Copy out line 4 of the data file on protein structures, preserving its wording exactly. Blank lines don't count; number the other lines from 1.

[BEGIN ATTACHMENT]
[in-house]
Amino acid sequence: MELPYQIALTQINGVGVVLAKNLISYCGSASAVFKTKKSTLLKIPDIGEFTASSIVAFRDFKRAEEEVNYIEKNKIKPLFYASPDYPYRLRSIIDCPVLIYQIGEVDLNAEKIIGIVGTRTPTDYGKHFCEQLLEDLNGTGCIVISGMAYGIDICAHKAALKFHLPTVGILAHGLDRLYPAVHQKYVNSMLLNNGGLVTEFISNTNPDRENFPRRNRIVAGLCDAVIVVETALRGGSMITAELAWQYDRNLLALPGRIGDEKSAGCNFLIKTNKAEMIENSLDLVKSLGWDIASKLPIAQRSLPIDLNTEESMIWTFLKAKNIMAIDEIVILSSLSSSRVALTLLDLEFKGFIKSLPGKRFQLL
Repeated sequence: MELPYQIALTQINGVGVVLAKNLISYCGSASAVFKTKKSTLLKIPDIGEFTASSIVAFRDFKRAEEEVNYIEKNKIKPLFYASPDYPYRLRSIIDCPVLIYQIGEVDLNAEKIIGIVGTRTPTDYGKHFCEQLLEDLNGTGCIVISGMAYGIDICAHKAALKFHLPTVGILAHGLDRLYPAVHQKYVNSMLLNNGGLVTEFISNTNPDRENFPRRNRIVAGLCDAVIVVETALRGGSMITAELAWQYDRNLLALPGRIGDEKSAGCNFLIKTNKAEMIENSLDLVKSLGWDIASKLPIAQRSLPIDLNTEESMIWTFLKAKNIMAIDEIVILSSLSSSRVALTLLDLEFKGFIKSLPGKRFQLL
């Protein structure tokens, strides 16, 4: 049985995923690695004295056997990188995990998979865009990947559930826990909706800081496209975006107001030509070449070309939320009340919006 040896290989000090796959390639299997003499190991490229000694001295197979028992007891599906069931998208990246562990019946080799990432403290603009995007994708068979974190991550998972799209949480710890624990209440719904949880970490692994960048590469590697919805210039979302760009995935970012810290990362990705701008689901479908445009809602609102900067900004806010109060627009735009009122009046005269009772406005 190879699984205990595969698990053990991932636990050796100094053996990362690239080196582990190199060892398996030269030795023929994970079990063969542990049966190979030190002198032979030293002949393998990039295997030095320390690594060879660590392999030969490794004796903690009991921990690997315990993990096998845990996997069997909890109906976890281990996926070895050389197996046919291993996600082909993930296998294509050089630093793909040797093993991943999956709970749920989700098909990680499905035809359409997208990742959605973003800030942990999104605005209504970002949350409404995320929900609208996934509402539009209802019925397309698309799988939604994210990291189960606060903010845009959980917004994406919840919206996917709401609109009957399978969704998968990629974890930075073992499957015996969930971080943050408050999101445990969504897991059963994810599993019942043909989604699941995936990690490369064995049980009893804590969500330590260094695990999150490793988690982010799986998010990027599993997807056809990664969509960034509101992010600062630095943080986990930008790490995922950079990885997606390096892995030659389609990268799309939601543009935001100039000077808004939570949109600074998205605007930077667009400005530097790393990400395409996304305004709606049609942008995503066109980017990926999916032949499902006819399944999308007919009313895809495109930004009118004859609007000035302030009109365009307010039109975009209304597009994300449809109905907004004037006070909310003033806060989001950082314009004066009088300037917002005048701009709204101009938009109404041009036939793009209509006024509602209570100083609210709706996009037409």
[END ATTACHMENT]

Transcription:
């Protein structure tokens, strides 16, 4: 049985995923690695004295056997990188995990998979865009990947559930826990909706800081496209975006107001030509070449070309939320009340919006 040896290989000090796959390639299997003499190991490229000694001295197979028992007891599906069931998208990246562990019946080799990432403290603009995007994708068979974190991550998972799209949480710890624990209440719904949880970490692994960048590469590697919805210039979302760009995935970012810290990362990705701008689901479908445009809602609102900067900004806010109060627009735009009122009046005269009772406005 190879699984205990595969698990053990991932636990050796100094053996990362690239080196582990190199060892398996030269030795023929994970079990063969542990049966190979030190002198032979030293002949393998990039295997030095320390690594060879660590392999030969490794004796903690009991921990690997315990993990096998845990996997069997909890109906976890281990996926070895050389197996046919291993996600082909993930296998294509050089630093793909040797093993991943999956709970749920989700098909990680499905035809359409997208990742959605973003800030942990999104605005209504970002949350409404995320929900609208996934509402539009209802019925397309698309799988939604994210990291189960606060903010845009959980917004994406919840919206996917709401609109009957399978969704998968990629974890930075073992499957015996969930971080943050408050999101445990969504897991059963994810599993019942043909989604699941995936990690490369064995049980009893804590969500330590260094695990999150490793988690982010799986998010990027599993997807056809990664969509960034509101992010600062630095943080986990930008790490995922950079990885997606390096892995030659389609990268799309939601543009935001100039000077808004939570949109600074998205605007930077667009400005530097790393990400395409996304305004709606049609942008995503066109980017990926999916032949499902006819399944999308007919009313895809495109930004009118004859609007000035302030009109365009307010039109975009209304597009994300449809109905907004004037006070909310003033806060989001950082314009004066009088300037917002005048701009709204101009938009109404041009036939793009209509006024509602209570100083609210709706996009037409």